For more great information on what to feed birds, click here.
Drinking and washing
Providing fresh water for the birds will probably be one of the most important and rewarding things you can do. Birds need water to drink and water to bathe in to maintain the effectiveness of their feathers. Bathing and drinking is a dangerous occupation for birds as it makes them vulnerable to predators.
‘What birds really want from a birdbath is a wide, safe and shallow puddle with a rock or two for perching on. That way, they won’t get out of their depth, there’s plenty of space to flap about, and every chance to do it in the company of others, which is always safer.’ RSPB
You can make a simple bird bath from a plant pot saucer or an up-turned dustbin lid.
- Place a few pebbles in the middle
- Position in a clear space so that predators are visible and where you can watch the action
- Mount on 4 bricks
- Fill with water
- Remember to clean the bath and refresh the water every week to avoid pathogens
(You could make a wooden ramp up to the birdbath so hedgehogs can drink too)
Looking for birds’ nests is a lovely pastime. There are so many varied nests to spot and match to birds. Bird nests are infinitely varied in location, structure, materials, lining and design. Some are nothing more than a scrape in the ground, some an actual hole in the earth (Shelduck), some a hole in a sandbank (Sand Martin), or a hole in a tree (Woodpecker). Some nests are massive platforms high up in a fir tree (Osprey) … the list goes on and on. Creeping up to them to get a better view whilst not getting too close and not disturbing them is great fun. You can help birds in the nesting season by leaving some soft nesting materials outside for them to line their nests with. Natural wool, hair from your hairbrush, even pet fur will all be welcomed. We use The Bird Nest Kit to hang our foraged materials in a tree and to identify any nests we see!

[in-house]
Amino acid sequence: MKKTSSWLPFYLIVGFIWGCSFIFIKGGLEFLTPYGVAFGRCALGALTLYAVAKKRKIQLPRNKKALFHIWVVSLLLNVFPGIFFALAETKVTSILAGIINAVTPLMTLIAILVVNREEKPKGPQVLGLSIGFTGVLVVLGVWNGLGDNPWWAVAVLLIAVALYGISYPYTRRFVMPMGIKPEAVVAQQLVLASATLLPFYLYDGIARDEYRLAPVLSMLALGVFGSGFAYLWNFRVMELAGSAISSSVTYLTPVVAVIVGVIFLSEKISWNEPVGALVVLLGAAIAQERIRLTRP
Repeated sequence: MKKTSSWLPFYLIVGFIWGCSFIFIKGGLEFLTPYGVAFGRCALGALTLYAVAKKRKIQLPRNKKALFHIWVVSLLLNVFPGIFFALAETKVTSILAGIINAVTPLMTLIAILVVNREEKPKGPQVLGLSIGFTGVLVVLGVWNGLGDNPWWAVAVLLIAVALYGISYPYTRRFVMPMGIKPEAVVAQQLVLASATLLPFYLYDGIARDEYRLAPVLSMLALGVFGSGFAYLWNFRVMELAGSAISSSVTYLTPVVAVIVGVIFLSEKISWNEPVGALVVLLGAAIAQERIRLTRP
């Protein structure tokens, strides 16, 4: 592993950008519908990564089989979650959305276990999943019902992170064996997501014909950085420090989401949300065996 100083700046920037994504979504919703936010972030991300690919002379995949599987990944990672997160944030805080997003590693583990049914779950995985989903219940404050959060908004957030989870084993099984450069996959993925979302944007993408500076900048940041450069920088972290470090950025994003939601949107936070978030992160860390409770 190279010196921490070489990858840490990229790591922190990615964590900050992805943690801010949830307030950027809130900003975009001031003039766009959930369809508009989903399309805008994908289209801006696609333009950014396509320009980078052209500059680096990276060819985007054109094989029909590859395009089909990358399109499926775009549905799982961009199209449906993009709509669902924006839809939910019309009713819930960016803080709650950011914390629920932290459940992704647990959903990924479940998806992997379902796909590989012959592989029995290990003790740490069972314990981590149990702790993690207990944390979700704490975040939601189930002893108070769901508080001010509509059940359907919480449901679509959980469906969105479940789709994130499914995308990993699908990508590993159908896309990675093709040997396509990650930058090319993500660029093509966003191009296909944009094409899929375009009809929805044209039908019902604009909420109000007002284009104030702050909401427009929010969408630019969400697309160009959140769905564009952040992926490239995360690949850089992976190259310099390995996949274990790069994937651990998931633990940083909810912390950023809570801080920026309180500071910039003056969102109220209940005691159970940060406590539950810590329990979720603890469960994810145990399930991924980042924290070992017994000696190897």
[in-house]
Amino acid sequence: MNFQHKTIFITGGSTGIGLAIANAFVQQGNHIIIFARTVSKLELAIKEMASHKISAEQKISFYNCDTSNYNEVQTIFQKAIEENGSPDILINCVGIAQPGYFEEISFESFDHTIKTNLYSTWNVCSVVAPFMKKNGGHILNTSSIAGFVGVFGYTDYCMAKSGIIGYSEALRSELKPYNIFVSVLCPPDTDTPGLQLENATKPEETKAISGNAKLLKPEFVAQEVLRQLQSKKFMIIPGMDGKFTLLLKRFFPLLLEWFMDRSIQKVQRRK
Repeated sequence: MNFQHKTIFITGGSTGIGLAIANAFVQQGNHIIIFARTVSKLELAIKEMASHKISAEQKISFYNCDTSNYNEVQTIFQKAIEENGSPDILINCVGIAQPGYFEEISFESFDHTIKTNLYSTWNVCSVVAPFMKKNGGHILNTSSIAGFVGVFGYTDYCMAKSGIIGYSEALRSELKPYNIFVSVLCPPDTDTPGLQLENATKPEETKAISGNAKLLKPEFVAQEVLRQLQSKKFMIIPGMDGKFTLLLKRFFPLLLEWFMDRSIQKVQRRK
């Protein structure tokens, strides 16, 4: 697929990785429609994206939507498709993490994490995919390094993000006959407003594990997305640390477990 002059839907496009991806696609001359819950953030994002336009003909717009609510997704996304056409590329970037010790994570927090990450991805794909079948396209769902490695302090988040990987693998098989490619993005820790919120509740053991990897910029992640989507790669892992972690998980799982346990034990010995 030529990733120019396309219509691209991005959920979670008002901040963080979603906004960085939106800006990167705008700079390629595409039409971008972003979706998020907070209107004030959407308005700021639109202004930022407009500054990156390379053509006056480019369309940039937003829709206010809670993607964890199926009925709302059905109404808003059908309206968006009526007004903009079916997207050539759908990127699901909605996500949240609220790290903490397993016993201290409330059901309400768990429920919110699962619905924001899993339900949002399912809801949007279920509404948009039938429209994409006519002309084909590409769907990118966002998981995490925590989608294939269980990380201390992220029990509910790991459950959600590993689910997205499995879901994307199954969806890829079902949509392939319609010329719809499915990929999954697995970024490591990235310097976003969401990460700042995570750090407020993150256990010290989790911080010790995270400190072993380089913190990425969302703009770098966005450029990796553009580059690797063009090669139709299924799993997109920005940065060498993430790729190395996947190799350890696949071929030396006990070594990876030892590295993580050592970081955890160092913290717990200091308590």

Grow bird friendly plants together
Teach your children about the importance of growing native plants to support the environment and your local birds and animals. Make planting a bird and pollinator friendly garden fun! Even if you only have a small space, you can grow a container garden filled with plants that attract and support the birds in your area.
Holly, Ivy, Guelder Rose, Rowan, Hawthorn, Teasels, Sunflowers, Cotoneaster, Honeysuckle, annuals that have seed heads and shrub roses are all plants that will provide great food for birds in the Autumn and Winter months.
Visit a Wildfowl and Wetland Trust to have a go in a hide and watch the amazing wildlife that resides there.
Go on a Bird Watching Adventure
This could be a walk down your street, a visit to a local park, or a nearby nature trust destination, pack up a picnic, some binoculars and a bird guide (there are some great bird ID apps available), and see what you can find. You never know, you may see one of the wonders of the world, a murmuration!
Teaching children about birds and nature is important. It helps develop compassion and empathy, relieves stress and builds emotional resilience, and teaches children to be responsible stewards of the natural world around them.
Introducing children to the wonder of birds this Spring will reap countless rewards - for yours and their delight now, and for their life-long interest and joy in the wonders of our natural world.